homestead

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Homestead

The dwelling house and its adjoining land where a family resides. Technically, and pursuant to the modern homestead exemption laws, an artificial estate in land, created to protect the possession and enjoyment of the owner against the claims of creditors by preventing the sale of the property for payment of the owner's debts so long as the land is occupied as a home.

Laws exempting the homestead from liability for debts of the owner are strictly of U.S. origin. Under the English Common Law, a homestead right, a personal right to the peaceful, beneficial, and uninterrupted use of the home property free from the claims of creditors, did not exist. Homestead rights exist only through the constitutional and statutory provisions that create them. Nearly every state has enacted such provisions. The earliest ones were enacted in 1839 in the Republic of Texas.

Homestead exemption statutes have been passed to achieve the public policy objective of providing lodgings where the family can peacefully reside irrespective of financial adversities. These laws are predicated on the theory that preservation of the homestead is of greater significance than the payment of debts.

Property tax exemptions, for all or part of the tax, are also available in some states for homesteaded property. Statutory requirements prescribe what must be done to establish a homestead.

A probate homestead is one that the court sets apart out of the estate property for the use of a surviving spouse and the minor children or out of the real estate belonging to the deceased.

A homestead corporation is an enterprise organized for the purpose of acquiring lands in large tracts; paying off encumbrances, charges attached to and binding real property; improving and subdividing tracts into homestead lots or parcels; and distributing them among the shareholders and for the accumulation of a fund for such purposes.

homestead

1) n. the house and lot of a homeowner which the head of the household (usually either spouse) can declare in writing to be the principal dwelling of the family, record that declaration of homestead with the County Recorder or Recorder of Deeds and thereby exempt part of its value (based on state statutes) from judgment creditors. A similar exemption is available in bankruptcy without filing a declaration of homestead. 2) v. jargon for filing a declaration of homestead, as in "he homesteaded the property."

homestead

noun abode, acreage, acres, country house, domicile, dwelling, dwelling place, edifice, estate, farm, farm land, farmplace, farmstead, grounds, habitation, home, house, household, living quarters, lodging, lodging place, manor, messuage, place of residence, place of settlement, quarters, residence
Associated concepts: homestead laws
See also: abode, building, domicile, dwelling, habitation, home, house, household, land, property, structure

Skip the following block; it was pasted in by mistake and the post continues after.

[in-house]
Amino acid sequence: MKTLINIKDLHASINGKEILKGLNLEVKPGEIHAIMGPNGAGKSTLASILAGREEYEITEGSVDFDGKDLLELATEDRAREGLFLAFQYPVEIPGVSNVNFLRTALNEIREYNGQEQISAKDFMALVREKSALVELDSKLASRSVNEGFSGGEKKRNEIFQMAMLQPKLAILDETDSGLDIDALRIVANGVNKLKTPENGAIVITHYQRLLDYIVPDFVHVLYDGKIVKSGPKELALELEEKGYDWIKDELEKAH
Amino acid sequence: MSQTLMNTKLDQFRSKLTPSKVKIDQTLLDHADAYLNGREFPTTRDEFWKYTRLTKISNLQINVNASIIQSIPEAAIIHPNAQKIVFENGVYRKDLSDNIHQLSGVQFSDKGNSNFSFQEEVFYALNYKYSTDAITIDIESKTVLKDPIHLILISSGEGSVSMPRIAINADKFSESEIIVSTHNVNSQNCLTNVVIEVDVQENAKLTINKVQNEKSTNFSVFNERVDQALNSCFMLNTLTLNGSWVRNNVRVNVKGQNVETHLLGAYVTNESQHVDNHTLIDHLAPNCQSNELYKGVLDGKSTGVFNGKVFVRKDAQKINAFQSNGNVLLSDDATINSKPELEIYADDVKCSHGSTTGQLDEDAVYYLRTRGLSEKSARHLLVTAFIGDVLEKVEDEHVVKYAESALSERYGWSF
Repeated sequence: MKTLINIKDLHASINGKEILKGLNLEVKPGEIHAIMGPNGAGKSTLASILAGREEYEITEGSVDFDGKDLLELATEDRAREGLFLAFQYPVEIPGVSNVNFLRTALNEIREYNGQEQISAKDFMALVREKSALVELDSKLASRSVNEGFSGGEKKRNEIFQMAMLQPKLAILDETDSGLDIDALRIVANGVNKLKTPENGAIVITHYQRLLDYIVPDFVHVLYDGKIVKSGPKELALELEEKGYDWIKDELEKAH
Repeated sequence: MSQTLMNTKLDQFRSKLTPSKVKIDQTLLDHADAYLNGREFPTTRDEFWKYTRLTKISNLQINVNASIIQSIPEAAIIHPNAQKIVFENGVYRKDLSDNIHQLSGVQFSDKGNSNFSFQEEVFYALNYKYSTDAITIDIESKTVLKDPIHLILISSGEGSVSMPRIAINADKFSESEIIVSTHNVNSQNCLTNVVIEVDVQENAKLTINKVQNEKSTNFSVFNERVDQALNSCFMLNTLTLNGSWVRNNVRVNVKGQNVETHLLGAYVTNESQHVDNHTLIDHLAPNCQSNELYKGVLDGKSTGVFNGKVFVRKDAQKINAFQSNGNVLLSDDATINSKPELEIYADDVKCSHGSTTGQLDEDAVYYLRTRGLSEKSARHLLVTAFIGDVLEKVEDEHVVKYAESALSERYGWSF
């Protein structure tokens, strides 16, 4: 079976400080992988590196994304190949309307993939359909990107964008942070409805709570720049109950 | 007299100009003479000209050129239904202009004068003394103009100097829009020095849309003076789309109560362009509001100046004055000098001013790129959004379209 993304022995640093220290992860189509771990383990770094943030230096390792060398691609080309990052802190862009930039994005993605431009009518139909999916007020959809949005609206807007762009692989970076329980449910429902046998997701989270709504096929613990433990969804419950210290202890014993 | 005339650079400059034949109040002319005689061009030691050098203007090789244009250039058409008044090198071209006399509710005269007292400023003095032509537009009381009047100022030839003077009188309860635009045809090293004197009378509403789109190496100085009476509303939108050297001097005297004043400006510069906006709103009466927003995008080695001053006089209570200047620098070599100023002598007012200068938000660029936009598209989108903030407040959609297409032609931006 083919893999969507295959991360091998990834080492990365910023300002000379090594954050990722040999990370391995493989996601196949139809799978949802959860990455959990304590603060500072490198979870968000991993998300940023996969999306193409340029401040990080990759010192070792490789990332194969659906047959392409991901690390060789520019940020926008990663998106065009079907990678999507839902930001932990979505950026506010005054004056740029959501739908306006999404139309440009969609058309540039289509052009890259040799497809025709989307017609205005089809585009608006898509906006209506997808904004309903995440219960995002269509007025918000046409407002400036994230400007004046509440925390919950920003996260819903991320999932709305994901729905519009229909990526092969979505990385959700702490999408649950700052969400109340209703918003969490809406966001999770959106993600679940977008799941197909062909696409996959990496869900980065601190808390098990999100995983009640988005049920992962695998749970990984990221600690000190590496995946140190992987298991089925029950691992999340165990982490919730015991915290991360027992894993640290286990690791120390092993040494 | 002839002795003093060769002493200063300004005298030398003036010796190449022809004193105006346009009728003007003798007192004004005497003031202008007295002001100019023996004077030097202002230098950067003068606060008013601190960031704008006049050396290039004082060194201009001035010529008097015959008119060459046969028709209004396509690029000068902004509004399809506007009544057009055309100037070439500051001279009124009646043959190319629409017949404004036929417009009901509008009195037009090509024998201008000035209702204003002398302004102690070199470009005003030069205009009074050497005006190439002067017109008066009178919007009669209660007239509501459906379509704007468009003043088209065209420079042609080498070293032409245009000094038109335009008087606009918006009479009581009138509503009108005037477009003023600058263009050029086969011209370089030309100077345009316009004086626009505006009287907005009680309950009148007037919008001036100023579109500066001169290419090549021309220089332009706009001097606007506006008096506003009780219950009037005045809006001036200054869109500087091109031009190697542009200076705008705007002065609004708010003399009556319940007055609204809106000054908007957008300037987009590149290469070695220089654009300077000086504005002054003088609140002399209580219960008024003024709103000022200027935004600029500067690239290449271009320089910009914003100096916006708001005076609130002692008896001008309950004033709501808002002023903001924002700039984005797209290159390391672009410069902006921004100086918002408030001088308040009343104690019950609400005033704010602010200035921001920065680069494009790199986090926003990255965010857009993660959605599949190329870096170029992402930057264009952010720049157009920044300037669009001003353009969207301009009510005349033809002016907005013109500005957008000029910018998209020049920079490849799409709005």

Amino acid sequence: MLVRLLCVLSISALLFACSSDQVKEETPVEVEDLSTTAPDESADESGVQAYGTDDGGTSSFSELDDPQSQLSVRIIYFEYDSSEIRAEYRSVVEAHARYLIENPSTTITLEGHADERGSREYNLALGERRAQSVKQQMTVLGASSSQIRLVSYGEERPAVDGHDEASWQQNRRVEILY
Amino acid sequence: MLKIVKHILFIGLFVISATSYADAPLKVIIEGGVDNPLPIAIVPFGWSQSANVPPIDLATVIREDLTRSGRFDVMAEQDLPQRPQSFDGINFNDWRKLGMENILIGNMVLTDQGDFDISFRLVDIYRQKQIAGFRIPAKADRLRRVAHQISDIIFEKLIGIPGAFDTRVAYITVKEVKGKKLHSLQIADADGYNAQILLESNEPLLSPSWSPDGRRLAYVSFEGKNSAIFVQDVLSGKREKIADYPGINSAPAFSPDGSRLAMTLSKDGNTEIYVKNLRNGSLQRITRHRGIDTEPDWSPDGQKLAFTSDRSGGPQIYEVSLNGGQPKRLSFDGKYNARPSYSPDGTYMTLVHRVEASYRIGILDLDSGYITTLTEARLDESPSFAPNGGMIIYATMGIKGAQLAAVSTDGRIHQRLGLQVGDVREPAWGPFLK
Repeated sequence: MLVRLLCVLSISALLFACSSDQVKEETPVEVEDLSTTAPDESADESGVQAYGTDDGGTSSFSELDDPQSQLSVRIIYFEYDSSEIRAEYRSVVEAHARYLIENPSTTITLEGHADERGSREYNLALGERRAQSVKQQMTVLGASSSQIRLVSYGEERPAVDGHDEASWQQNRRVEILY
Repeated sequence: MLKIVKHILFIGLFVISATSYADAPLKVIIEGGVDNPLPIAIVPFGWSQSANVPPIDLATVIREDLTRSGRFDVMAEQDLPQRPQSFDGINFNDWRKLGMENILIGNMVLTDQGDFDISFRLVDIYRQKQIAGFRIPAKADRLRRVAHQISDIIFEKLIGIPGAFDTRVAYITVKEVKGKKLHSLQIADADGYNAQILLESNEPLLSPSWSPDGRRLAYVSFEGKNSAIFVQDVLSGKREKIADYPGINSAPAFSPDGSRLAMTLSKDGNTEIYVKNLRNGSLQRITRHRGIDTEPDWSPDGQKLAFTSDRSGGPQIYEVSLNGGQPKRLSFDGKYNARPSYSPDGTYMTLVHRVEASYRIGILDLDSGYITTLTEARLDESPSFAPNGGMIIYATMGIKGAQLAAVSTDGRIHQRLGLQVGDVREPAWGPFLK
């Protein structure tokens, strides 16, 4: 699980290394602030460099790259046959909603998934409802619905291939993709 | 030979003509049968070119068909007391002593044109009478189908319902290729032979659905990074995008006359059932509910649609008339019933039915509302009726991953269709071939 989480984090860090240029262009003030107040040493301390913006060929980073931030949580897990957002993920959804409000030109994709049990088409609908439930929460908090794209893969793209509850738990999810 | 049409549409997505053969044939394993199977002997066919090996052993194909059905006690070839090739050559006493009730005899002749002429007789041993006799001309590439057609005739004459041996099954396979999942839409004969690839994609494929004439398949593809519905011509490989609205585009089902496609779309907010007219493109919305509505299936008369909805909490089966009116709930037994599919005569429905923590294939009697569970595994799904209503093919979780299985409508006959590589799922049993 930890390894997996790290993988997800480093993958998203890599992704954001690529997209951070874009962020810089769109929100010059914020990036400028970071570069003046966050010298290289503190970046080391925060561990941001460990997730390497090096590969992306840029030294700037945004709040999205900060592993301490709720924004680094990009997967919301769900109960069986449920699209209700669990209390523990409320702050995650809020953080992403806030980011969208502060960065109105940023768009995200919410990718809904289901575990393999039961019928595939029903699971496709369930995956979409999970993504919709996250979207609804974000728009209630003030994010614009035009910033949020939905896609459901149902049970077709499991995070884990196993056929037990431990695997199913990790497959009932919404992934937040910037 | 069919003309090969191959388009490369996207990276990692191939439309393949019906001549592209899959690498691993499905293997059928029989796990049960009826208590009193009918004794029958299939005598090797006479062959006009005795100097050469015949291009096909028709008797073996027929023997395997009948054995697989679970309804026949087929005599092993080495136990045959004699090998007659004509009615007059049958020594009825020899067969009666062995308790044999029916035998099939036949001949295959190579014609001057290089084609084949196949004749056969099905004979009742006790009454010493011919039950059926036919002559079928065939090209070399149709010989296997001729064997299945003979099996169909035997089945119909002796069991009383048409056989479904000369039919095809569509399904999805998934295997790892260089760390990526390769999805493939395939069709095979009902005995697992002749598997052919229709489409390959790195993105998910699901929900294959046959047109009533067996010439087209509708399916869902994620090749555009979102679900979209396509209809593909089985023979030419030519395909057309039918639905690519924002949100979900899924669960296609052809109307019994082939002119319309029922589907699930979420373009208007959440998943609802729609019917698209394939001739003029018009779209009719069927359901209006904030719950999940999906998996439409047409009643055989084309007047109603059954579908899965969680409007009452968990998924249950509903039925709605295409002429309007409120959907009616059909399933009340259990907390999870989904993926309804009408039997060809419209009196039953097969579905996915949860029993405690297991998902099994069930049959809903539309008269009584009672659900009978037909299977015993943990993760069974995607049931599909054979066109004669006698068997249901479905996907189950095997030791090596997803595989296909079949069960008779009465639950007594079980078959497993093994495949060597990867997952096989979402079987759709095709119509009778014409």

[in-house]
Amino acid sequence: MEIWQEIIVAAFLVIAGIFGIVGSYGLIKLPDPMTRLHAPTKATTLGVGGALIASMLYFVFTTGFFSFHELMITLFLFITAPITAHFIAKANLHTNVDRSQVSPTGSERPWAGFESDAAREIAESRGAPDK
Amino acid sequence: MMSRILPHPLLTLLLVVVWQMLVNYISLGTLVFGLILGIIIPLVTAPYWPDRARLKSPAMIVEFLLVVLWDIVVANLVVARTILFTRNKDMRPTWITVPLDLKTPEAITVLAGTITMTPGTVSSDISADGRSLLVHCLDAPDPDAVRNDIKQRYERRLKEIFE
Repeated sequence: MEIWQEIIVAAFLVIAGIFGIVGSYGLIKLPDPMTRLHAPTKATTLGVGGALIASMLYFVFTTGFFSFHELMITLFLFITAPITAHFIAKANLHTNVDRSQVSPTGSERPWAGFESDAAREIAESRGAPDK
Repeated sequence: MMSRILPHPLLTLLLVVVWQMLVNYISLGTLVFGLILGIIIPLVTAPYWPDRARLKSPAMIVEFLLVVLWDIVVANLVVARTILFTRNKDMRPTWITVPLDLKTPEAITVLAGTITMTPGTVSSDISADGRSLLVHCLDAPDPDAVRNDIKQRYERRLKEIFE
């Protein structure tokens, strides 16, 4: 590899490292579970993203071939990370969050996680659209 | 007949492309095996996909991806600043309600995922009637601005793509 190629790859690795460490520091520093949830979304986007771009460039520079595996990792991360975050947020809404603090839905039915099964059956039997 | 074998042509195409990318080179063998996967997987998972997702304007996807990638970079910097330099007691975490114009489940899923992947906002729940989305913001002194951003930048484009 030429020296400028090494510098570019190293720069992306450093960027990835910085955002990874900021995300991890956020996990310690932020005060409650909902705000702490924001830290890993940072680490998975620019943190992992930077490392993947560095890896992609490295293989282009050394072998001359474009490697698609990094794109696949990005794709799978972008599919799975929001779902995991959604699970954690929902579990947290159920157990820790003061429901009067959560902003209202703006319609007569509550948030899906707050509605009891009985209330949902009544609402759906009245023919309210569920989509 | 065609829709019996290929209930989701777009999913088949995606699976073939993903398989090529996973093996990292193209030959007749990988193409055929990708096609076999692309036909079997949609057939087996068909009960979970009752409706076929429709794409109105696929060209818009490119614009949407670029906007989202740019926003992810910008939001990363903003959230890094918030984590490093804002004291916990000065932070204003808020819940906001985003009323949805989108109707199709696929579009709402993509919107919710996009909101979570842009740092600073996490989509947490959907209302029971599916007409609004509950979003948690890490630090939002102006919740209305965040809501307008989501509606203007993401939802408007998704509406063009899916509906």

homestead

(US) a house and adjoining land designated by the owner as his fixed residence and exempt under the homestead laws from seizure and forced sale for debts.

HOMESTEAD. The place of the house or home place. Homestead farm does not necessarily include all the parcels of land owned by the grantor, though lying and occupied together. This depends upon the intention of the parties when the term is mentioned in a deed, and is to be gathered from the context. 7 N. H. Rep. 241; 15 John. R. 471. See Manor; Mansion.

References in periodicals archive ?
03 percent) resided in South Dakota in 1900, a full five years before Micheaux arrived there to try his pioneer luck with his savings to purchase a piece of the Western homesteading pie (all figures are from Taylor 135).
Both of these colonies focused on homesteading, agricultural improvement, and self-government.
The depiction of the lone black homesteader drives Micheaux's three autobiographical novels set in South Dakota: The Conquest (1913), The Homesteader (1917), and The Wind from Nowhere (1941), the first two written during Micheaux's homesteading years there.
The Conquest closes with Devereaux's wife's decision to stay with her father in Chicago, thus rejecting her husband's homesteading ideals.
But what should we make of Micheaux's almost obsessive need to tell his homesteading story again and again?
Wyeth is a black farmer from South Dakota who sells his autobiographical novel about homesteading door-to-door in the South.
By the time Micheaux lauded the golden opportunities of the Great Plains in The Forged Note, he had already given up homesteading.
The last retelling of Micheaux's homesteading narrative comes as his last film, The Betrayal, a production of his novel The Wind From Nowhere (1941).
The establishment of Oklahoma as a state in 1907, just one year before Washington visited Boley and about the same time as Micheaux began his homesteading venture further north, inaugurated the slow disassociation of Oklahoma's all-black towns.
But Micheaux resolutely refutes the realities of the West for African Americans, particularly in the last retelling of his now familiar homesteading narrative.
Since one of the primary reasons for modern homesteading is making it easy to care for family members with unique needs, it may be necessary to quickly construct permanent housing for them.
Homesteading is, at the heart, a generational experience.